Sweden Weather Guide
Despite its northern latitude, Sweden has a quite temperate climate, mainly because of the Gulf Stream. The weather is quite diverse though, with Stockholm and other southern cities experiencing warmer and milder temps and short winters of just 2 months in duration. On the flipside, the north has a subarctic climate with long winters lasting over 7 months.
Season and Clothing
Summer: June to August
Ever wished there were more hours in the day? How about more daylight hours? Well, in the north of Sweden you can experience a 24-hour day. And don’t miss Midsommarafton (Midsummer Eve) – the longest day of the year with plenty of festivities. Generally in June, there’s only about 3.5 hours of darkness, which is kind of weird but kind of awesome. Because of its northerly position, you won’t find temperatures are too extreme or there’s too much humidity. The most rain falls in late summer.
Autumn: September to November
Along with August, Sweden sees the most rainfall in September, so make sure you pack your wellies. The highest amount of rain falls in the southwest. In the north of the country, it’s quite cool but the leaves on the trees still change colour. In the south, it’s far milder with temps hovering around 10 degrees. For budding Tarantinos, don’t miss the Stockholm International Film Festival, which hits town in mid-November and supports young Scandinavian filmmakers.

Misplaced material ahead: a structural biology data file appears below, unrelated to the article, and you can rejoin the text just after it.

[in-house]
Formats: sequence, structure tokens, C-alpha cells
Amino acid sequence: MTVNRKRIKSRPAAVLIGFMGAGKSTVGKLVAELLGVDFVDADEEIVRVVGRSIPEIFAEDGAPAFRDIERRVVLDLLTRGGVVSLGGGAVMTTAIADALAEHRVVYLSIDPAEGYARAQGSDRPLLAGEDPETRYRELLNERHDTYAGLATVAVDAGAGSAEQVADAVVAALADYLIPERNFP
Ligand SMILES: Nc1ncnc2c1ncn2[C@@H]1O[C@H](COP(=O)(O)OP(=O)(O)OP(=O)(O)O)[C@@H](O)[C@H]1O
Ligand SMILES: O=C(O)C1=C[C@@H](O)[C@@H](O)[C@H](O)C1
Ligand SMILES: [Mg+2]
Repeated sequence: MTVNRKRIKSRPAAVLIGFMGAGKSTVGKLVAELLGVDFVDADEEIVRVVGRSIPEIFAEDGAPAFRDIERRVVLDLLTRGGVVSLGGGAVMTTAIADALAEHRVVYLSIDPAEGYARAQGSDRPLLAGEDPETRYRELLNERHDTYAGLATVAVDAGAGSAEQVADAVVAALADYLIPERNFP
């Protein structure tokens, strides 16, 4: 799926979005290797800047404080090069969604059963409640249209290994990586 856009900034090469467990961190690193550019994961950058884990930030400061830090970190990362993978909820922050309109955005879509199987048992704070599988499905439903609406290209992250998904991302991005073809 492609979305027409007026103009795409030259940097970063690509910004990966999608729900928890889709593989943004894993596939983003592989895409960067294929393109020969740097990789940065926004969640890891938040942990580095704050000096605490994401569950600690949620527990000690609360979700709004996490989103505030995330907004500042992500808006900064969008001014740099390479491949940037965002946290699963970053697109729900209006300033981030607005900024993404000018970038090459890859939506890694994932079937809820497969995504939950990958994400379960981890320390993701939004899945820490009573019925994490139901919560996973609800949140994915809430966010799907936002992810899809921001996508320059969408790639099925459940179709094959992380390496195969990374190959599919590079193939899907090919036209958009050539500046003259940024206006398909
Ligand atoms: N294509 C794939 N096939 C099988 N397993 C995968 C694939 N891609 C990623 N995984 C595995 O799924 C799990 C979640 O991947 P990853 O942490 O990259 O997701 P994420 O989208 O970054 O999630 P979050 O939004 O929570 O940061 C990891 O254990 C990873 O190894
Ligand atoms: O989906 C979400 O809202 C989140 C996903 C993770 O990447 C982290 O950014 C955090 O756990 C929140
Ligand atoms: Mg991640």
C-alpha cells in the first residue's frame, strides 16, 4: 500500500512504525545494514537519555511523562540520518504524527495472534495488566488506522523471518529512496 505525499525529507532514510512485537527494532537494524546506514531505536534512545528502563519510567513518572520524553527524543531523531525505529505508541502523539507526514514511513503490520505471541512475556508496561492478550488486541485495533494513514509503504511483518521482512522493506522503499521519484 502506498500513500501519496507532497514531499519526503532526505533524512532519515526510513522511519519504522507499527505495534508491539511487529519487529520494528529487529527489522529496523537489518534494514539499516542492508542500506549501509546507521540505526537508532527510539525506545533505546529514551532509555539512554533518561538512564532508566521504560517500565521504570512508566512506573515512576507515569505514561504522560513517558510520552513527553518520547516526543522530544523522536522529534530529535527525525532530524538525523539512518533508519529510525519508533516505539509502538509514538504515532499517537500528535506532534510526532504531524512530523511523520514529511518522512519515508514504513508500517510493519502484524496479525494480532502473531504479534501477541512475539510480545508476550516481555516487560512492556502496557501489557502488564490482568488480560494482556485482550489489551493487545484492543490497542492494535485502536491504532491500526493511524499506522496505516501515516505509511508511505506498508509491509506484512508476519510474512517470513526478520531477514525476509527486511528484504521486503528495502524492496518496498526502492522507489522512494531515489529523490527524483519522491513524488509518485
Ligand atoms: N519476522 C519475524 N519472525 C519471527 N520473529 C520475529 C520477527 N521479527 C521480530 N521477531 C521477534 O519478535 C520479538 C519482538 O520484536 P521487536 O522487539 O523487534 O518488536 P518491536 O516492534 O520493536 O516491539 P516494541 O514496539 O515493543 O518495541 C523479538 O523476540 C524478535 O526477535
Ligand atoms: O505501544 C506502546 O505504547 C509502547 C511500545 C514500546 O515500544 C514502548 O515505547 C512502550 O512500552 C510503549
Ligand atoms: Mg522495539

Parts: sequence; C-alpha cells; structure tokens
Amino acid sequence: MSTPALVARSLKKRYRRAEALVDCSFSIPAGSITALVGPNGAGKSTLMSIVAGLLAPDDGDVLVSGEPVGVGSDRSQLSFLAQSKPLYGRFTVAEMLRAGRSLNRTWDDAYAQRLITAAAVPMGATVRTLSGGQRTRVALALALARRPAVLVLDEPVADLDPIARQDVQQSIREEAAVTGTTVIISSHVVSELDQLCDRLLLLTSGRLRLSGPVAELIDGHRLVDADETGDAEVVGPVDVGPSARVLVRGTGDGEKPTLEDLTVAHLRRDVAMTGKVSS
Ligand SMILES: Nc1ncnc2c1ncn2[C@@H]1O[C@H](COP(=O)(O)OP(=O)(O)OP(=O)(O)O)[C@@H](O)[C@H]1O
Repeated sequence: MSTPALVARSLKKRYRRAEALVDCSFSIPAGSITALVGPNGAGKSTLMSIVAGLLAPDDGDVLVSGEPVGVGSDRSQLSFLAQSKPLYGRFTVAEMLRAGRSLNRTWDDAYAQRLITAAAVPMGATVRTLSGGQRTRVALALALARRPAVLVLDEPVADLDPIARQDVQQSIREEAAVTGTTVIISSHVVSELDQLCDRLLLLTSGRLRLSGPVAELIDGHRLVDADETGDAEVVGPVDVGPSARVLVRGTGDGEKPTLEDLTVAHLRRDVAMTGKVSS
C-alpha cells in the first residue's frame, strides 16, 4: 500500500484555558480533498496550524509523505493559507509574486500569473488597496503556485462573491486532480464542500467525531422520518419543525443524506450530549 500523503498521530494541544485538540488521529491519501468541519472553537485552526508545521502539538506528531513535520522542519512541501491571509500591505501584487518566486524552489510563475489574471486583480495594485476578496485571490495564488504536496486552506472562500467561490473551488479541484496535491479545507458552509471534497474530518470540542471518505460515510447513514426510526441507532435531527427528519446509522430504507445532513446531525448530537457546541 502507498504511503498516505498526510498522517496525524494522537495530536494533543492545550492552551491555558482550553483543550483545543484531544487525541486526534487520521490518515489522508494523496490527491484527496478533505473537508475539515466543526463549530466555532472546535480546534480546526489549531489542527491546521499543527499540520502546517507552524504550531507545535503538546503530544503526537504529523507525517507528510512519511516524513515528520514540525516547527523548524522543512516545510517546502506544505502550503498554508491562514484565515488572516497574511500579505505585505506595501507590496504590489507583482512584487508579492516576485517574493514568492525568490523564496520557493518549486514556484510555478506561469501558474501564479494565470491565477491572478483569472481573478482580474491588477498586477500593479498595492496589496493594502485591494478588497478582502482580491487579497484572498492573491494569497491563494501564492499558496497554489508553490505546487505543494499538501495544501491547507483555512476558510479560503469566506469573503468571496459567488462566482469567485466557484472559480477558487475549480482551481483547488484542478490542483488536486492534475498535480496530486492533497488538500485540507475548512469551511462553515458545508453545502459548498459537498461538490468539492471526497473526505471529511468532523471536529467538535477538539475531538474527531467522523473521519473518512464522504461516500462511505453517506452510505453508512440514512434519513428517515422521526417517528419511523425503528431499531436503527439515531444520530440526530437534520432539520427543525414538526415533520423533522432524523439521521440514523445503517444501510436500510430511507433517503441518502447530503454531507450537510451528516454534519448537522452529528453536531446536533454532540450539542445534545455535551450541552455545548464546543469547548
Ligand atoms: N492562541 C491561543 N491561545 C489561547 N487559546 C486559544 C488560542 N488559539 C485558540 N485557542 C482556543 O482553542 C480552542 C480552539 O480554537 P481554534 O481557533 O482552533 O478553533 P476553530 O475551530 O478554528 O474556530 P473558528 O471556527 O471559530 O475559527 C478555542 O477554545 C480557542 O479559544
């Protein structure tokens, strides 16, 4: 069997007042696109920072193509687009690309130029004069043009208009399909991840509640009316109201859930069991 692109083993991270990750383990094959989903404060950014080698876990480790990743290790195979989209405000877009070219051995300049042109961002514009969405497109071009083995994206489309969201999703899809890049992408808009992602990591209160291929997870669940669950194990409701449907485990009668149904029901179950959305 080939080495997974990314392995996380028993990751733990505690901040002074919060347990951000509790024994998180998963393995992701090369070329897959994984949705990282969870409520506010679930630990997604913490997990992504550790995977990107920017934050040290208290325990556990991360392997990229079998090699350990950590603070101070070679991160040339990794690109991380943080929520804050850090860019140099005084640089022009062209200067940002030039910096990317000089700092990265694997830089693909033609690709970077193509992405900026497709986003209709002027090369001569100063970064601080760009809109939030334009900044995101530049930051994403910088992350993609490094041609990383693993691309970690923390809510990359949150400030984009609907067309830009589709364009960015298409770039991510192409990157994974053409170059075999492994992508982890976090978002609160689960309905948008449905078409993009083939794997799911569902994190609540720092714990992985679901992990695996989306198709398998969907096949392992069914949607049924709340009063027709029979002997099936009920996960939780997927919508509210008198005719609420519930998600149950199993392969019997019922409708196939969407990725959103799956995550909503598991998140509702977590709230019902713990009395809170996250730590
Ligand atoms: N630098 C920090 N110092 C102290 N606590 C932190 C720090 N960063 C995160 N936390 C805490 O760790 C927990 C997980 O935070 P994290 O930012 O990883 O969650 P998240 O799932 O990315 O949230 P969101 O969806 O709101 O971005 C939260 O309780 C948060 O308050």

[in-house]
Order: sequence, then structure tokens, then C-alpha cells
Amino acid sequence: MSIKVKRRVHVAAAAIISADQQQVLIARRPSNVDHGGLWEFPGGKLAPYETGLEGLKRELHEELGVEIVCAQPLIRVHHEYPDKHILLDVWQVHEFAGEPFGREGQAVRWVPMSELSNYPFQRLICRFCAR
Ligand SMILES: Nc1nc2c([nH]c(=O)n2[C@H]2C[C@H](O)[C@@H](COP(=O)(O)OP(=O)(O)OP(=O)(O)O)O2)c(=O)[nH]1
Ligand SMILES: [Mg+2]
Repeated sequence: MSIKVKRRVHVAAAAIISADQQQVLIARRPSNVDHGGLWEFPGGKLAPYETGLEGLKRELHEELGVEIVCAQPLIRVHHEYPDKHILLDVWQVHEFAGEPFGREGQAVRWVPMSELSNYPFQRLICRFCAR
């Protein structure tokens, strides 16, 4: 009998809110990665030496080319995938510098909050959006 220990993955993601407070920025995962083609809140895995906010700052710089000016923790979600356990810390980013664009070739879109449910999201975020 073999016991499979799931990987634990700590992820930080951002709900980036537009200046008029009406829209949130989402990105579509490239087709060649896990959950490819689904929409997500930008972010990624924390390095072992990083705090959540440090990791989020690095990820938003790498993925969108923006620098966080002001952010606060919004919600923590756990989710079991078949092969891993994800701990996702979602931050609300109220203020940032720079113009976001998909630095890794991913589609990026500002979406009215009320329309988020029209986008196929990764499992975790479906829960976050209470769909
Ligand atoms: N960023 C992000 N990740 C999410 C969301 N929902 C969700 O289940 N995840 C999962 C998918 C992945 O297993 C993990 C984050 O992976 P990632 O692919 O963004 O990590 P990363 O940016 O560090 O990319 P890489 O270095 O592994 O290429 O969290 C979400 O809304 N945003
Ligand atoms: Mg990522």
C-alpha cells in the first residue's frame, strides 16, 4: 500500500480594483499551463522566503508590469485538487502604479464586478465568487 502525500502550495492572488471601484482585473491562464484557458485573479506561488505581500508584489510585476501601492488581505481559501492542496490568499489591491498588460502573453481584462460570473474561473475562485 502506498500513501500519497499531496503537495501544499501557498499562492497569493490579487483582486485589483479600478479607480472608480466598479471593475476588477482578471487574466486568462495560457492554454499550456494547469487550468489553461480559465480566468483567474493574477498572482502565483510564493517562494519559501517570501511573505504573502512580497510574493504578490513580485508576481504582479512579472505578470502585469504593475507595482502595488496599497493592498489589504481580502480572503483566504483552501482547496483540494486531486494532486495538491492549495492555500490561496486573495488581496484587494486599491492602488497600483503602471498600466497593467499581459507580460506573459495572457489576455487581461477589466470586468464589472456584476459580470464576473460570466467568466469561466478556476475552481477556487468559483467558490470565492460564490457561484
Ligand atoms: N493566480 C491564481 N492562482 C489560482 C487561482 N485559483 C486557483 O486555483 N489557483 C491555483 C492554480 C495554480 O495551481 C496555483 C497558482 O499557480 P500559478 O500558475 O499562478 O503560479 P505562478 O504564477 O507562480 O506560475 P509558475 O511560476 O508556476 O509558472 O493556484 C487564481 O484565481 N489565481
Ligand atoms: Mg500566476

Winter: December to February
The flipside of those epic long days in summer are the incredibly short days in winter. Known as the Polar Nights, some nights literally don’t end. In general, the days see about 4.5 hours of sunlight. There’s also a considerable amount of snowfall in the country, particularly in the north. In the south, the winters are shorter, but they’re still quite cold. Despite the challenging temps, it’s the time of year to come if you fancy seeing the Northern Lights, or checking out the Christmas markets at the Skansen open-air museum in December.
Spring: March to May
But, if you can’t bear the bitter cold, you can still catch a glimpse of the Northern Lights in March and April. You will still find parts of Sweden are covered in snow in spring and in the north, the temps are still as low as 1 degree Celsius, but if you travel south, it’s a mild 9 degrees. On April 30, you’ll also get to experience the typically Swedish customs of Valborgsmässoafrton (Walpurgis Night), which involve lighting bonfires to protect against witches and choral singing plus fireworks at Skansen.